It was a busy month for the Seneca Falls Police Department, but one that saw slightly less activity than the year prior.
In Chief Stu Peenstra’s monthly update, he highlighted the various calls for service, community events, and other items that the force handled during May.
Overview by the Numbers
Overall Events: 1,172
Calls for Service: 663
Property Checks: 311
Traffic Stops: 200
Traffic Tickets: 69
Motor Vehicle Accidents: 26
Criminal Arrests: 61
DWI Arrests: 3
Comparing May 2017 to May 2016
Chief Peenstra notes that calls for service were down 9 percent, criminal arrests were down 4.6 percent, traffic tickets were down 58 percent, traffic accidents were up 8.3 percent, and DWI arrests were down 62.5 percent.
During May the Criminal Investigations Division was assigned or assisted with a combined 14 cases. This resulted in the arrest of six individuals, which resulted in 12 felony charges, five misdemeanor charges, as well as five other miscellaneous charges.
Eight of those cases have been closed, according to Chief Peenstra.
On May 17th, Sgt. Michael Poole successfully completed GLOCK Professional Armorer’s Course which was held at the Cayuga County Sheriff’s Office in Auburn, NY. The course consisted of Safe Action System Design of the Glock pistol, functions of Safeties, unloading and carrying, field stripping and reassembly, detail disassembly and reassembly of slide, fire control component configurations/engagements, sights and tools, and diagnostics and troubleshooting guides.
On May 19th, Officer Thomas Cleere and PO Martin Rotz successfully completed EVOC, Emergency Vehicle Operation Course, which was held at the former Seneca Army Depot Airfield in Romulus. The course consisted of the following topics: seatbelt policy, pursuit policy, V&T Section 1104-emphasis placed on due regard, pursuit considerations risk vs reward, termination tactics, following distances, “j” turn demonstrated and practiced, backing using mirrors and palm high steering, 8-4 shuffle steer demonstrated and practiced, 7-3 evasive steering demonstrated and practiced, aim high steering demonstrated and practiced, straight line braking demonstrated and practiced, heat/cool and threshold braking demonstrated and practiced, and driving at 80%. Officers also drove their vehicle through “high speed course at a max speed of 35”.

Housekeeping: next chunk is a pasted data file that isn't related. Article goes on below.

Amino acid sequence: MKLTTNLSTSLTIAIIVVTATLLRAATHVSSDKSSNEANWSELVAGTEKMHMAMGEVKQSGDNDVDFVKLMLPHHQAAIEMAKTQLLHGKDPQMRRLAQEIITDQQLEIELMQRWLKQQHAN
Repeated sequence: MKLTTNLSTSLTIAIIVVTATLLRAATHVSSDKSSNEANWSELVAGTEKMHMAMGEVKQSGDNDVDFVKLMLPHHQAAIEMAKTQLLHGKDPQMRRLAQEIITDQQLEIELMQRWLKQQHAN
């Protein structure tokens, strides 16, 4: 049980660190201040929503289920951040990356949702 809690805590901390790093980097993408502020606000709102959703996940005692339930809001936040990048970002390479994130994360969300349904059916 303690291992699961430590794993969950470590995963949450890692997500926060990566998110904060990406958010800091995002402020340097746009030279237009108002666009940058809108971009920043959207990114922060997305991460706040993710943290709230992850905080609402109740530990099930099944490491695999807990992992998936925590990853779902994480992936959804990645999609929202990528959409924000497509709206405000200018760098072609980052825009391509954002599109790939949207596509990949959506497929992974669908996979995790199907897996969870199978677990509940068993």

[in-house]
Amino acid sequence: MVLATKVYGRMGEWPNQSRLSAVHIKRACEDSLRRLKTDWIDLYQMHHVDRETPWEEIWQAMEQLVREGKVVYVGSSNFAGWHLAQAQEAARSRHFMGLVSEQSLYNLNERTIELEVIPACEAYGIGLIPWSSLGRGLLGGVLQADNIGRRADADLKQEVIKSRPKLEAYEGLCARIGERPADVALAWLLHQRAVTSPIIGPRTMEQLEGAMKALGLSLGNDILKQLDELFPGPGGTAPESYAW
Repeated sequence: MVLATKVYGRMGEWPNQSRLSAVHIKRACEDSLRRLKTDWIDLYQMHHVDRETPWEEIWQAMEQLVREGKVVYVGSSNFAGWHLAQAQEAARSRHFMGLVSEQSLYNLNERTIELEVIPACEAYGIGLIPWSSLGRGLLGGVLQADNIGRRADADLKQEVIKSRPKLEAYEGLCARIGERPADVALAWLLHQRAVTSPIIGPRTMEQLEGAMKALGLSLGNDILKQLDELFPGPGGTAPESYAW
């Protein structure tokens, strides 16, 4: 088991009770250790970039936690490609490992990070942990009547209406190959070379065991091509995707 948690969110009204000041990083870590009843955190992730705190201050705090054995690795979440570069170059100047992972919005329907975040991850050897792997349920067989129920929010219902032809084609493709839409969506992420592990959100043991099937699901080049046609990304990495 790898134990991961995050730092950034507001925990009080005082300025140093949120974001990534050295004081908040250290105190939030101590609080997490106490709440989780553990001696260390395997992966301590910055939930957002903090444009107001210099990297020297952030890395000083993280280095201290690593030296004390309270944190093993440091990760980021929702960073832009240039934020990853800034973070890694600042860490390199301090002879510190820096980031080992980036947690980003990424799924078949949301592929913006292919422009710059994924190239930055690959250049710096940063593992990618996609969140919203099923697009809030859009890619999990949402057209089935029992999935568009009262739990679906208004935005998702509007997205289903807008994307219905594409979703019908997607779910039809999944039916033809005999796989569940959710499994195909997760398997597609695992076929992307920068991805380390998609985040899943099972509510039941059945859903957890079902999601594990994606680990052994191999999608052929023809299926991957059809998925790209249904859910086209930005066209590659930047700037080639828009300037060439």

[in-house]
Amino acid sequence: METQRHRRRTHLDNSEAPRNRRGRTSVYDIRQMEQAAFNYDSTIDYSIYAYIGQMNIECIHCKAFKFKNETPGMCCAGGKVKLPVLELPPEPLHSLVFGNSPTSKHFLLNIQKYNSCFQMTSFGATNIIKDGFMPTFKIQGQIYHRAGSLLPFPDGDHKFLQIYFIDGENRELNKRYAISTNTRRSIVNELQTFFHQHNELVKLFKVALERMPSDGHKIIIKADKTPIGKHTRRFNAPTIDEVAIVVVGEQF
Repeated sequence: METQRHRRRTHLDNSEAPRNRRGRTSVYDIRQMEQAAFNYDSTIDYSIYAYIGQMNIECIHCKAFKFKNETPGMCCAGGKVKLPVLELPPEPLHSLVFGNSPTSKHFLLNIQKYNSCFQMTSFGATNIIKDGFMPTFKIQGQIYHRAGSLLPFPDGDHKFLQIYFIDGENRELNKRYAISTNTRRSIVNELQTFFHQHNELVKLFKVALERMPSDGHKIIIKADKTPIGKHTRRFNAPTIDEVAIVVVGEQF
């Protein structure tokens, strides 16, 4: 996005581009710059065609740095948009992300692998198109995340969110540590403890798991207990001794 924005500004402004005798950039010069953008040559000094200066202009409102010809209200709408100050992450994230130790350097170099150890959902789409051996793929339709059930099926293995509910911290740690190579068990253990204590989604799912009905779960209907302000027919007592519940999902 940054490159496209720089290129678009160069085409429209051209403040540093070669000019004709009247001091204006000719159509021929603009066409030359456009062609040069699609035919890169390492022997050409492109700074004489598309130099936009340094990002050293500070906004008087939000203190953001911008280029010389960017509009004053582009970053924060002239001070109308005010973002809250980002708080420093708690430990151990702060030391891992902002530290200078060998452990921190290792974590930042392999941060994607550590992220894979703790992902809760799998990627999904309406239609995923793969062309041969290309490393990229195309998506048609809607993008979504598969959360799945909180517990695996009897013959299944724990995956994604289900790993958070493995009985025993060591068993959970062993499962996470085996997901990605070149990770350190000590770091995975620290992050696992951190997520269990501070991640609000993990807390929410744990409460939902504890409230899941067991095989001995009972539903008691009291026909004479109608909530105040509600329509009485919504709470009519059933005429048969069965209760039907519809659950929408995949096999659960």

On May 24th and 25th, Sgt. Sebastian Gentile successfully completed Tactical Emergency Casualty Care Training. TECC uses lessons learned from our military and applies them to the civilian world of tactical medicine. The course consisted of the following topics: hemorrhage control, surgical airway control and needle decompression, strategies for treating wounded responders in threatening environments, caring for pediatric patients, and techniques for dragging and carrying victims to safety. While TECC is tactical slanted, it takes an all hazards approach to providing care outside the normal operating conditions of most EMS agencies, such as responding to a mass casualty or active shooter event.
On Saturday May 20th, the Seneca Falls Police Department participated in “Yogi’s Community Fun Day” which was held at the Seneca Falls Elks Lodge 992. The event was held to raise awareness about brain and spinal cord diseases, specifically American Syringomyelia.
Syringomyelia is a rare disease, often referred to as SM. It is a chronic disorder involving the spinal cord. Children were given the opportunity to interact with police officers and have their picture taken inside a police vehicle with a police uniform on. Members of the Seneca Falls Police Department later emailed the pictures to the children’s parents.
In Collaboration with the Seneca Falls School District members from the Seneca Falls Police Department participated in Frank Knight Elementary Schools 30th annual Reading Week, which was held Monday, May 3rd through May 10th. The event is organized to ignite active participation in reading to meet a school wide goal. The goal this year was for the students to turn in 1,500 read-at-home coupons signed by the parent/caregiver verifying that the child read for 15 minutes each night with no TV. Members from the Seneca Falls Police Department went into numerous classrooms and read to the children, many off-duty and on their own time. After reading, Police Officers spoke with the children about the importance of reading and then answered numerous questions about police work.